The U.S. Navy has taken administrative actions against three current or former senior staffers in the sudden February death of SEAL candidate and Seaman Kyle Mullen, officials announced Wednesday.
The Naval Special Warfare Command announced Wednesday, more than eight months after Mullen’s sudden death, that Mullen died from acute pneumonia, with a contributing factor of an enlarged heart.
The agency also described how Mullen was in possession of performance-enhancing drugs but noted that such substances did not contribute to his death.
Officials ruled that Mullen’s death was “in the line of duty, not due to his own misconduct.”
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A spokesperson for the Naval Special Warfare Command confirmed to Fox News Digital Wednesday that the agency has taken “administrative actions,” but not disciplinary action, against a former commanding officer of the Basic Training Command, the commander of the Naval Special Warfare Center and some senior medical staff.
The spokesperson would not specify what kind of “administrative actions” were taken but added that the decision would be reviewed during the ongoing Naval Education and Training Command investigation.
Rear Adm. Keith Davids, commander of the Naval Special Warfare Command, wrote in a statement that his “deepest sympathy extends to Seaman Mullen’s family and friends during this difficult time.”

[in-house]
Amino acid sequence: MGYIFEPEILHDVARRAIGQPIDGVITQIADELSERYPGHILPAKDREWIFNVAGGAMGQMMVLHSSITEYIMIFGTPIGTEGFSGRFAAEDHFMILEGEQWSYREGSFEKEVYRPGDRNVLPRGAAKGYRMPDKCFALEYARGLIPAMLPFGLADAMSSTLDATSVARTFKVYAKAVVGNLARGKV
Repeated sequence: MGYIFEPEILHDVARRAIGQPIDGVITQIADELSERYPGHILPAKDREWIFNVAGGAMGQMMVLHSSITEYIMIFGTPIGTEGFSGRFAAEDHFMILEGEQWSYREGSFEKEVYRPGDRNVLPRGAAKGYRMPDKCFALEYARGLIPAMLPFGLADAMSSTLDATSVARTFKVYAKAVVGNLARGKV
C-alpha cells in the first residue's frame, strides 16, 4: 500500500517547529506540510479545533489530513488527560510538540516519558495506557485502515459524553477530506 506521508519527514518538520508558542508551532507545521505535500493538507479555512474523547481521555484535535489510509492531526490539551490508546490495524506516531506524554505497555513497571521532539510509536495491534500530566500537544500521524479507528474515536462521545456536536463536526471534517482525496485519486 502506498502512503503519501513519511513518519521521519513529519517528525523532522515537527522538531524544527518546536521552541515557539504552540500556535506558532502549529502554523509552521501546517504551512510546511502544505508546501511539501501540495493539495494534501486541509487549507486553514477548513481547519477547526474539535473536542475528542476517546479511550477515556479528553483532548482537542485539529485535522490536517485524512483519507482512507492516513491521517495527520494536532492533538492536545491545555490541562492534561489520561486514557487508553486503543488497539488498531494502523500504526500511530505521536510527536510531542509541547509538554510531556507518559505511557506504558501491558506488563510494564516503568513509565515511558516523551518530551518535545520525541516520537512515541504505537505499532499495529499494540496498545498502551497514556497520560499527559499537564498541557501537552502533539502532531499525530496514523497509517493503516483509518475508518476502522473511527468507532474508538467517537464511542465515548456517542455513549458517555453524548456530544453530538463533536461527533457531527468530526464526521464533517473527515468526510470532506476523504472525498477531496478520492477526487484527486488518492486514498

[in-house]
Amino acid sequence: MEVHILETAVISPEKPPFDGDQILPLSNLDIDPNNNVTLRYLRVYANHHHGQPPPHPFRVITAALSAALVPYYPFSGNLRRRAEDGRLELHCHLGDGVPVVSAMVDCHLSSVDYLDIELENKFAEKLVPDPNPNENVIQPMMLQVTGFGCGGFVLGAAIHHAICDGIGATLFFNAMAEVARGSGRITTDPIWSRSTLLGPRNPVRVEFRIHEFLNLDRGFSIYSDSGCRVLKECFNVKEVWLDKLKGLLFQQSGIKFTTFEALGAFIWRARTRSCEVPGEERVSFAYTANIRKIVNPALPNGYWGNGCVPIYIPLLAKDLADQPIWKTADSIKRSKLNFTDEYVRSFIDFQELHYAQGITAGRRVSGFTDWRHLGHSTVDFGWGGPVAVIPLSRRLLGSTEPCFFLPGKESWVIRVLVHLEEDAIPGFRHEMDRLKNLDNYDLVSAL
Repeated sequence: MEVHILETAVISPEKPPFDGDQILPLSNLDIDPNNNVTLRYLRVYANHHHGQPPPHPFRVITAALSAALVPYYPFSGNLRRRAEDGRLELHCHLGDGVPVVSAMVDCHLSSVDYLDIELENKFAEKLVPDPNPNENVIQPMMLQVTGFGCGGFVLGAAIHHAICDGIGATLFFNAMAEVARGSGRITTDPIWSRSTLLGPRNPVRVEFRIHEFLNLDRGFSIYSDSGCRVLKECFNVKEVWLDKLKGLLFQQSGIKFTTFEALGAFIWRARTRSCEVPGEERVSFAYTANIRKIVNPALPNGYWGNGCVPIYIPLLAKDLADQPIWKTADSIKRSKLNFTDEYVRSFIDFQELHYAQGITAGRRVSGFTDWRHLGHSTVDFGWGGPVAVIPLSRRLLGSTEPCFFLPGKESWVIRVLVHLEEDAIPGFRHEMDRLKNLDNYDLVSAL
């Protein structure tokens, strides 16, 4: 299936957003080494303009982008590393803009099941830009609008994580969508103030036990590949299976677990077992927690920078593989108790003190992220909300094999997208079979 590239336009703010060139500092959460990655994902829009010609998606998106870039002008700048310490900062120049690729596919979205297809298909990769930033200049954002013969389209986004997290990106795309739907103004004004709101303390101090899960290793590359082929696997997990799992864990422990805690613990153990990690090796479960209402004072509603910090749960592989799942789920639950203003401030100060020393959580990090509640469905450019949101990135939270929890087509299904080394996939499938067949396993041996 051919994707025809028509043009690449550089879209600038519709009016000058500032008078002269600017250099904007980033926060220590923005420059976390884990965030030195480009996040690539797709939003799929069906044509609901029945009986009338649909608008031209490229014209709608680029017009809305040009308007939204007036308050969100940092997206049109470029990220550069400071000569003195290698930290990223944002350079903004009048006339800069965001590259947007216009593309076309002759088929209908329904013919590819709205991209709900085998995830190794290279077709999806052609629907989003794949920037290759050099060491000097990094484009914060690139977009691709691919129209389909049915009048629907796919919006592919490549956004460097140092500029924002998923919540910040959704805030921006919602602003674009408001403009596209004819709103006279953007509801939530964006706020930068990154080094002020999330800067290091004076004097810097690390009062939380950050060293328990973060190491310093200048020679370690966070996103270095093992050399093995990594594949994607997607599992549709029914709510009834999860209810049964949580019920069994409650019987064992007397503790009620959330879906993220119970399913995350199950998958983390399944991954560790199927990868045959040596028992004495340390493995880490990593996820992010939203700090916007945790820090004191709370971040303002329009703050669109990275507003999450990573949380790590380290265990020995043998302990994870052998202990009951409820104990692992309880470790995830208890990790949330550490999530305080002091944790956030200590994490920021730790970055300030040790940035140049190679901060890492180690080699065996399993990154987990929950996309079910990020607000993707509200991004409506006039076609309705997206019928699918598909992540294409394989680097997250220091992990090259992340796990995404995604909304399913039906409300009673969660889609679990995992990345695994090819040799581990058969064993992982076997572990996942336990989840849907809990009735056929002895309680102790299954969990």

“Kyle’s death will not be in vain.” Davids said. “We have a moral obligation to learn everything we can from Kyle’s tragic death so that we can ensure the safety of all future candidates.”
Mullen, 24, died hours after successfully completing the notoriously grueling Hell Week in California Feb. 4, 2022. The Basic Underwater Demolition SEAL Candidate “was not actively training at the time of his death,” the U.S. Navy confirmed in a press release at the time.
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Mullen grew up in New Jersey and graduated from Manalapan High School, where he played football. He subsequently attended Monmouth University and then Yale University, where he continued the sport and was designated team captain. He left behind a brother in addition to his mother and other loved ones.
After his death, Mullen’s family released a statement, saying that while they were devastated by his untimely loss, “we could not be more proud.”
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“Kyle dreamed of serving others and enlisted in the Navy with the hopes of joining the best of the best – the Navy SEALs. He would not settle for anything less,” the statement added. “Kyle was exactly where he wanted to be in life when he was with his fellow seamen/warriors/classmates at Coronado. He took on every challenge, and failure was not an option as he strived toward reaching his goal of passing Hell Week and receiving his brown shirt.”